Cybersecurity is a critically important part of nearly every business operating today. Data breaches that compromise customers’ personal information, such as names, addresses, and credit card numbers, can result in huge losses due to identity theft and other types of fraud. If the Federal Trade Commission (FTC) concludes that a business failed to take adequate measures to protect its data, it can bring an enforcement action for “unfair or deceptive acts or practices in or affecting commerce” under Section 5 of the FTC Act, 15 U.S.C. § 45. The Third Circuit Court of Appeals recently ruled in the FTC’s favor in a case involving the theft of more than 619,000 customers’ credit card information by hackers. FTC v. Wyndham Worldwide Corp., No. 14-3514, slip op. (3rd Cir., Aug. 24, 2015). The court did not rule on the merits of the FTC’s claim. It merely found that the FTC has authority to pursue the claim under Section 5.
According to the court’s ruling, the FTC began enforcing Section 5 “against companies with allegedly deficient cybersecurity that failed to protect consumer data against hackers” in 2005. Id. at 6. The defendant, which manages hotels directly and franchises its brand to independent hotels, experienced three cybersecurity breaches in 2008 and 2009. The theft of customer financial data resulted in fraudulent credit card charges exceeding $10.6 million. The defendant uses a “property management system” to process customer information, including names, addresses, and credit card information. Id. at 7. It requires franchisees to use the same system, configured to certain specifications.
The FTC’s lawsuit alleged numerous deficiencies in the defendant’s cybersecurity measures, including inadequate supervision of franchisees’ use of the property management system; use of “easily guessed passwords [by franchisees] to access the property management systems,” id. at 8; lack of firewalls and other common cybersecurity tools; failure to restrict access to its network by third-party vendors; the ability of franchisees to connect their networks to its central network without security; and failure to monitor its networks for intrusions, even after the first and second breaches. These acts and omissions, the FTC claimed, constituted “unfair” practices under the FTC Act. 15 U.S.C. § 45(a)(1).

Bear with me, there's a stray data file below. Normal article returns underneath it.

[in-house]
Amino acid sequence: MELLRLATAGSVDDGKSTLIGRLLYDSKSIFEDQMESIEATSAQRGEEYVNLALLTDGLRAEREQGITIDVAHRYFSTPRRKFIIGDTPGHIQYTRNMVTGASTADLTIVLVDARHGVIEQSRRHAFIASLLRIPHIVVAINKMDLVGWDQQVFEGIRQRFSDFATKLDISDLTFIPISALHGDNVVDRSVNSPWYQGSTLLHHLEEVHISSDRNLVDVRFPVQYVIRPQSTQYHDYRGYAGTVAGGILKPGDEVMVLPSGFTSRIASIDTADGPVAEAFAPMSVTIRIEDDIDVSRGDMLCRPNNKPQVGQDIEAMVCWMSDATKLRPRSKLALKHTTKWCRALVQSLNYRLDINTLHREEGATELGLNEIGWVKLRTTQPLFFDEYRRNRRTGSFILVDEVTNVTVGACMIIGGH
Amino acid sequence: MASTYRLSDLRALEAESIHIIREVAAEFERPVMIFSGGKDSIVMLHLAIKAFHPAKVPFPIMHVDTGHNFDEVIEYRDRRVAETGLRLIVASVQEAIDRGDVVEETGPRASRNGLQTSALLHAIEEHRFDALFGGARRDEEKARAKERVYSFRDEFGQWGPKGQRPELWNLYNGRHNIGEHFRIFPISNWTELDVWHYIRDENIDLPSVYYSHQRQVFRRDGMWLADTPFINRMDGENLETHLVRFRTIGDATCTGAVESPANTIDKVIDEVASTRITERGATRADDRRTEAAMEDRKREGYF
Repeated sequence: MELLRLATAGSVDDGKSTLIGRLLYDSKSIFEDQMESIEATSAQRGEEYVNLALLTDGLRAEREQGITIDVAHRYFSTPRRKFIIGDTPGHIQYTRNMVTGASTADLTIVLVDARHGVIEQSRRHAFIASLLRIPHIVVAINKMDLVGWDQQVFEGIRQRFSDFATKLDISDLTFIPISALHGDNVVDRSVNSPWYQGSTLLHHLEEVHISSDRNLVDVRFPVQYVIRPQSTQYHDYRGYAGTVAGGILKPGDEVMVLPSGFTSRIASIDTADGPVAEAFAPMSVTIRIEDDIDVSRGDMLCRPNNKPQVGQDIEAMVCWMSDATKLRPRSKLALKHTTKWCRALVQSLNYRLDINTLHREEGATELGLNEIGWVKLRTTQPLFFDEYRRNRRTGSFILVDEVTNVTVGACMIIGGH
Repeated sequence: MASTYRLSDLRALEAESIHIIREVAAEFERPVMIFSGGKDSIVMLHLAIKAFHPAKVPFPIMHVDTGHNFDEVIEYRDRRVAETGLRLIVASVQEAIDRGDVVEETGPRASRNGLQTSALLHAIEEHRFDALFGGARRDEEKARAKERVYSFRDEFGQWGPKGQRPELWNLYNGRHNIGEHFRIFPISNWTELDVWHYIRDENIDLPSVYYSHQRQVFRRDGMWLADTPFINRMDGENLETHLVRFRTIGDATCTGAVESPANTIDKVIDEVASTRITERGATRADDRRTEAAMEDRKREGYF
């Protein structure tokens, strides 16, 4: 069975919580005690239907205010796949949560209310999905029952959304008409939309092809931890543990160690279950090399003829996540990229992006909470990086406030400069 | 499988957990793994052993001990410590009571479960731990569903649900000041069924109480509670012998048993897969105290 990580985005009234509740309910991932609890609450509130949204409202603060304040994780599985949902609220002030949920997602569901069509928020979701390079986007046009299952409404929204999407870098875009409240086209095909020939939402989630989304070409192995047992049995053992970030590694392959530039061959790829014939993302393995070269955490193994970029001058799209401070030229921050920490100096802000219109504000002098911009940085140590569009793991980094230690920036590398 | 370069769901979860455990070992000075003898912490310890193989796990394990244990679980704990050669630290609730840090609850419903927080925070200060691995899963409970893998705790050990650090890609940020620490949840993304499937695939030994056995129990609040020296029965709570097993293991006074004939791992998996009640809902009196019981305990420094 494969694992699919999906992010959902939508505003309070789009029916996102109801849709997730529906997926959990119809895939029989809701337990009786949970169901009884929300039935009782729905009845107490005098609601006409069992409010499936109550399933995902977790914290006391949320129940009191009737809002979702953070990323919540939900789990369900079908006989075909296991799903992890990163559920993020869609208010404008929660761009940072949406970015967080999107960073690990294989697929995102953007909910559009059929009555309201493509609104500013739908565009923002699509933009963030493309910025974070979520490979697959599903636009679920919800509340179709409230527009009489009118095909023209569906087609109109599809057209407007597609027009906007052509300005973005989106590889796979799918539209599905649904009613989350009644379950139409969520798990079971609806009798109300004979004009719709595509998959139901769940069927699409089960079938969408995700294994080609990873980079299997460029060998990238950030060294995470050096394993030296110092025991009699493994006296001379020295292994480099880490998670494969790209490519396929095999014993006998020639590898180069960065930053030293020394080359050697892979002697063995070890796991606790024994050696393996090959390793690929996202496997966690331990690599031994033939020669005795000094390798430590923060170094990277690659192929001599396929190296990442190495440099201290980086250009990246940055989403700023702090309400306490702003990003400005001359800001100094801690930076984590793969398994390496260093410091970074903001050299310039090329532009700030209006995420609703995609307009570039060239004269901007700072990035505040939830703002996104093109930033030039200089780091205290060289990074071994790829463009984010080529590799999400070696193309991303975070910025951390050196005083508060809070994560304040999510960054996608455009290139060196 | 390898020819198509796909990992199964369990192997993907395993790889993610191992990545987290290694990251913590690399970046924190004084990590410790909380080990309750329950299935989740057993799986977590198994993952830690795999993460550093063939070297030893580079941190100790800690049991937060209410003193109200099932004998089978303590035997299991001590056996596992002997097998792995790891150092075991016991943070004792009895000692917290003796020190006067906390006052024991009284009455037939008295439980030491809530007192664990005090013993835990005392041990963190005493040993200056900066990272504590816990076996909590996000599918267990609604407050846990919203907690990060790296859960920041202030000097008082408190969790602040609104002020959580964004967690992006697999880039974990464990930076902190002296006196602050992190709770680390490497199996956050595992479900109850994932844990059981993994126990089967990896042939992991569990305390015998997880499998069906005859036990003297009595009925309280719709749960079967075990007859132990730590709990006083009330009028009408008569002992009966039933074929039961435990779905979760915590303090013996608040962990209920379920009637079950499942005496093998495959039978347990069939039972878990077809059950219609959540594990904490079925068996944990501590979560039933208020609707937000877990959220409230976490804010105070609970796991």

After the district court denied the defendant’s motion to dismiss, the defendant appealed to the Third Circuit. The appellate court addressed whether the FTC has authority under Section 5 to regulate cybersecurity, and whether the defendant had adequate notice of its obligation. With regard to the defendant’s fair notice claim, the court had “little trouble rejecting” it. Wyndham, slip op. at 46.
The court reviewed the history of the FTC Act, which first became law in 1914, in deciding the question of authority. The FTC issued a “Statement of Basis and Purpose” in connection with its regulation of cigarette advertising in 1964 that established three factors to consider in determining whether the FTC had authority to regulate something under Section 5. It issued a revised statement in 1980, which Congress codified in 1994 at 15 U.S.C. § 45(n). The FTC may regulate a practice if it finds that a “substantial injury” is likely to affect consumers, cannot be reasonably avoided by consumers, and is not “outweighed by countervailing benefits to consumers or to competition.” The court essentially found that cybersecurity meets these three factors. It affirmed the district court’s order and remanded the case.
Business formation lawyer Samuel C. Berger represents businesses, business owners, and entrepreneurs in New York and New Jersey. We offer fixed-fee legal-service packages that cover a wide range of legal matters in order to help our clients thrive. Contact us online or at (212) 380-8117 today to schedule a confidential consultation with an experienced and knowledgeable business advocate.
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Protecting Your New York or New Jersey Business from Data Breaches, and the Liability Associated with Data Breaches, New York & New Jersey Business Lawyer Blog, June 4, 2015
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